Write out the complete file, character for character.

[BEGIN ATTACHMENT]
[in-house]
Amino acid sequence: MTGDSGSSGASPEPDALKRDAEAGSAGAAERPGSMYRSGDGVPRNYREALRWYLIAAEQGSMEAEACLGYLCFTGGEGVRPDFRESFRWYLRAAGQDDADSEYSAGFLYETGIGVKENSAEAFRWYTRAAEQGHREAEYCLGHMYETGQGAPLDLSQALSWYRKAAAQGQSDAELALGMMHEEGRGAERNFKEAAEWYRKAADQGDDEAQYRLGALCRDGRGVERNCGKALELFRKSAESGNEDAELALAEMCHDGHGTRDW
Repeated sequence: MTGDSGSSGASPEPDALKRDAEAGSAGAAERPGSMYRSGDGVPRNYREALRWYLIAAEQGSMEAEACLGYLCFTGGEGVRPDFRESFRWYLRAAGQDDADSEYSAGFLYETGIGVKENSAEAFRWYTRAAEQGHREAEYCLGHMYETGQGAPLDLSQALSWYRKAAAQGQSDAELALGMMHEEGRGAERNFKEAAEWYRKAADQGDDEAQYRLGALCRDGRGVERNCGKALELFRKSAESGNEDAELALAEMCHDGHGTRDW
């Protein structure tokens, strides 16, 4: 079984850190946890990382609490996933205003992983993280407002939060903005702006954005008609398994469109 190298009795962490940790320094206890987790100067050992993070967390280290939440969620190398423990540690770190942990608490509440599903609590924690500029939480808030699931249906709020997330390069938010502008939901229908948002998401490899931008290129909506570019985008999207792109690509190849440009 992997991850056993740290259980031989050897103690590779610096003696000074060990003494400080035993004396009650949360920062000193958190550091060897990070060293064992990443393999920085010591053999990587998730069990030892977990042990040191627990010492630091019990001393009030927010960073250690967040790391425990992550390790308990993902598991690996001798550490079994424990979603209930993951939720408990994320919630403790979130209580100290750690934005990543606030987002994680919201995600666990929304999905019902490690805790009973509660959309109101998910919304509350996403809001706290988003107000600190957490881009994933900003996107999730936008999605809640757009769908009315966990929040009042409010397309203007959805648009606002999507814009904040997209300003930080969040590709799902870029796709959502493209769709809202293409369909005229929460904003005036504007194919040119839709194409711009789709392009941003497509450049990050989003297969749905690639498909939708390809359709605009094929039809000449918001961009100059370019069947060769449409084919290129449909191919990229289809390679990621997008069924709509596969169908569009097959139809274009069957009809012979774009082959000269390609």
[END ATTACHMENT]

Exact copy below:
[in-house]
Amino acid sequence: MTGDSGSSGASPEPDALKRDAEAGSAGAAERPGSMYRSGDGVPRNYREALRWYLIAAEQGSMEAEACLGYLCFTGGEGVRPDFRESFRWYLRAAGQDDADSEYSAGFLYETGIGVKENSAEAFRWYTRAAEQGHREAEYCLGHMYETGQGAPLDLSQALSWYRKAAAQGQSDAELALGMMHEEGRGAERNFKEAAEWYRKAADQGDDEAQYRLGALCRDGRGVERNCGKALELFRKSAESGNEDAELALAEMCHDGHGTRDW
Repeated sequence: MTGDSGSSGASPEPDALKRDAEAGSAGAAERPGSMYRSGDGVPRNYREALRWYLIAAEQGSMEAEACLGYLCFTGGEGVRPDFRESFRWYLRAAGQDDADSEYSAGFLYETGIGVKENSAEAFRWYTRAAEQGHREAEYCLGHMYETGQGAPLDLSQALSWYRKAAAQGQSDAELALGMMHEEGRGAERNFKEAAEWYRKAADQGDDEAQYRLGALCRDGRGVERNCGKALELFRKSAESGNEDAELALAEMCHDGHGTRDW
């Protein structure tokens, strides 16, 4: 079984850190946890990382609490996933205003992983993280407002939060903005702006954005008609398994469109 190298009795962490940790320094206890987790100067050992993070967390280290939440969620190398423990540690770190942990608490509440599903609590924690500029939480808030699931249906709020997330390069938010502008939901229908948002998401490899931008290129909506570019985008999207792109690509190849440009 992997991850056993740290259980031989050897103690590779610096003696000074060990003494400080035993004396009650949360920062000193958190550091060897990070060293064992990443393999920085010591053999990587998730069990030892977990042990040191627990010492630091019990001393009030927010960073250690967040790391425990992550390790308990993902598991690996001798550490079994424990979603209930993951939720408990994320919630403790979130209580100290750690934005990543606030987002994680919201995600666990929304999905019902490690805790009973509660959309109101998910919304509350996403809001706290988003107000600190957490881009994933900003996107999730936008999605809640757009769908009315966990929040009042409010397309203007959805648009606002999507814009904040997209300003930080969040590709799902870029796709959502493209769709809202293409369909005229929460904003005036504007194919040119839709194409711009789709392009941003497509450049990050989003297969749905690639498909939708390809359709605009094929039809000449918001961009100059370019069947060769449409084919290129449909191919990229289809390679990621997008069924709509596969169908569009097959139809274009069957009809012979774009082959000269390609």